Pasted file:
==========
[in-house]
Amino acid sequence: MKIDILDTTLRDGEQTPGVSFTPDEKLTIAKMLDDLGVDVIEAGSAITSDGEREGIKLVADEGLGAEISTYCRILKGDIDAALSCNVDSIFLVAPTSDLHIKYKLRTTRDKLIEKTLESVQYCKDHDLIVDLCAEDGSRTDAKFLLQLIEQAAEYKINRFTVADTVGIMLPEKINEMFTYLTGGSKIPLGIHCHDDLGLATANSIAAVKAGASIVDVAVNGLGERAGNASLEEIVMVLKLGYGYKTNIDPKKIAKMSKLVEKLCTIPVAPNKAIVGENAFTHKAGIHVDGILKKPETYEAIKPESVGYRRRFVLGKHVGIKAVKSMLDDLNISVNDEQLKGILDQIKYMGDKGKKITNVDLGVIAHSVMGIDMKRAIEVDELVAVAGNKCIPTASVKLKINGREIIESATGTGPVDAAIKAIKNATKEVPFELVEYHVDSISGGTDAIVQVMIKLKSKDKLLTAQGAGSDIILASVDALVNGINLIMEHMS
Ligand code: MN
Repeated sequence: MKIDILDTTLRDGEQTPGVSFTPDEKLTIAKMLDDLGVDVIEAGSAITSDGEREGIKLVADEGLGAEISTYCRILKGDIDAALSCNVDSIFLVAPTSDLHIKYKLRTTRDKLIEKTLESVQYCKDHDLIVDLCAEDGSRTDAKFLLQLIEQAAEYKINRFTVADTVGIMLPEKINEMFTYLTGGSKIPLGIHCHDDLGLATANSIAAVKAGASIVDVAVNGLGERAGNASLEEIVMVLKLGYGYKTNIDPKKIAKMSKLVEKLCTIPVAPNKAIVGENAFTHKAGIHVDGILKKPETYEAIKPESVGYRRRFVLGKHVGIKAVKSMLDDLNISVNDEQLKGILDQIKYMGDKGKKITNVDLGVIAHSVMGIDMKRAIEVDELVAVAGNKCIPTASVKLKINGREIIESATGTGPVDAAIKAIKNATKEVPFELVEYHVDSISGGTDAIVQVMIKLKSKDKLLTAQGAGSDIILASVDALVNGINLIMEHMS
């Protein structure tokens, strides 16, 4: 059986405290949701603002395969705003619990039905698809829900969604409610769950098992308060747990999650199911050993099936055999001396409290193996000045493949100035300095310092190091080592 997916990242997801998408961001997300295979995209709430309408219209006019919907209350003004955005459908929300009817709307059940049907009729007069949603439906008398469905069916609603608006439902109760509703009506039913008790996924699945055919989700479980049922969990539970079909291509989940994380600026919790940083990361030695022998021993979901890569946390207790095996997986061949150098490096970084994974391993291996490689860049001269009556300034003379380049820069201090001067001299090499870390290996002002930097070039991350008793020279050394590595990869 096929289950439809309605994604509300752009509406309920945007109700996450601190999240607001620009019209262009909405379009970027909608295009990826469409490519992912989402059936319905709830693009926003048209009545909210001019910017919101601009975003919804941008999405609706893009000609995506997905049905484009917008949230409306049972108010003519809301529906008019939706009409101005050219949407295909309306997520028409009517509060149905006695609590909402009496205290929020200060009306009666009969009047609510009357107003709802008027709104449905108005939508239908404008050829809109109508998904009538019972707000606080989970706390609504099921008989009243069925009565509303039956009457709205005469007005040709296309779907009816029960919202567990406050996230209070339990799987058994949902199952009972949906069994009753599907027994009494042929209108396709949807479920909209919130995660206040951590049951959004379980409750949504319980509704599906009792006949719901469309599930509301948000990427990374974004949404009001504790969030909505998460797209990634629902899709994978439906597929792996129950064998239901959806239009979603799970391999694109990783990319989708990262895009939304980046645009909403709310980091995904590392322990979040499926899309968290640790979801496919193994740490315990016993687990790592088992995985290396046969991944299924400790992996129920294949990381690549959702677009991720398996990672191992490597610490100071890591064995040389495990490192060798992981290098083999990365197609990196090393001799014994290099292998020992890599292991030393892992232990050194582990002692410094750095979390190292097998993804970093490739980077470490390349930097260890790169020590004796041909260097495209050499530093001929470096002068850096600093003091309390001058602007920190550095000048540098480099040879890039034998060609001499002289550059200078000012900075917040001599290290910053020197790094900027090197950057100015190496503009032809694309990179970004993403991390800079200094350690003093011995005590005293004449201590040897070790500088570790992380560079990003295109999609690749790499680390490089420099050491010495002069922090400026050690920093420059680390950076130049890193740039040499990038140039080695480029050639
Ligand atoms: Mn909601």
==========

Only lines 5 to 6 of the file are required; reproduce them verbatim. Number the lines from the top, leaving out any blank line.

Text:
């Protein structure tokens, strides 16, 4: 059986405290949701603002395969705003619990039905698809829900969604409610769950098992308060747990999650199911050993099936055999001396409290193996000045493949100035300095310092190091080592 997916990242997801998408961001997300295979995209709430309408219209006019919907209350003004955005459908929300009817709307059940049907009729007069949603439906008398469905069916609603608006439902109760509703009506039913008790996924699945055919989700479980049922969990539970079909291509989940994380600026919790940083990361030695022998021993979901890569946390207790095996997986061949150098490096970084994974391993291996490689860049001269009556300034003379380049820069201090001067001299090499870390290996002002930097070039991350008793020279050394590595990869 096929289950439809309605994604509300752009509406309920945007109700996450601190999240607001620009019209262009909405379009970027909608295009990826469409490519992912989402059936319905709830693009926003048209009545909210001019910017919101601009975003919804941008999405609706893009000609995506997905049905484009917008949230409306049972108010003519809301529906008019939706009409101005050219949407295909309306997520028409009517509060149905006695609590909402009496205290929020200060009306009666009969009047609510009357107003709802008027709104449905108005939508239908404008050829809109109508998904009538019972707000606080989970706390609504099921008989009243069925009565509303039956009457709205005469007005040709296309779907009816029960919202567990406050996230209070339990799987058994949902199952009972949906069994009753599907027994009494042929209108396709949807479920909209919130995660206040951590049951959004379980409750949504319980509704599906009792006949719901469309599930509301948000990427990374974004949404009001504790969030909505998460797209990634629902899709994978439906597929792996129950064998239901959806239009979603799970391999694109990783990319989708990262895009939304980046645009909403709310980091995904590392322990979040499926899309968290640790979801496919193994740490315990016993687990790592088992995985290396046969991944299924400790992996129920294949990381690549959702677009991720398996990672191992490597610490100071890591064995040389495990490192060798992981290098083999990365197609990196090393001799014994290099292998020992890599292991030393892992232990050194582990002692410094750095979390190292097998993804970093490739980077470490390349930097260890790169020590004796041909260097495209050499530093001929470096002068850096600093003091309390001058602007920190550095000048540098480099040879890039034998060609001499002289550059200078000012900075917040001599290290910053020197790094900027090197950057100015190496503009032809694309990179970004993403991390800079200094350690003093011995005590005293004449201590040897070790500088570790992380560079990003295109999609690749790499680390490089420099050491010495002069922090400026050690920093420059680390950076130049890193740039040499990038140039080695480029050639
Ligand atoms: Mn909601």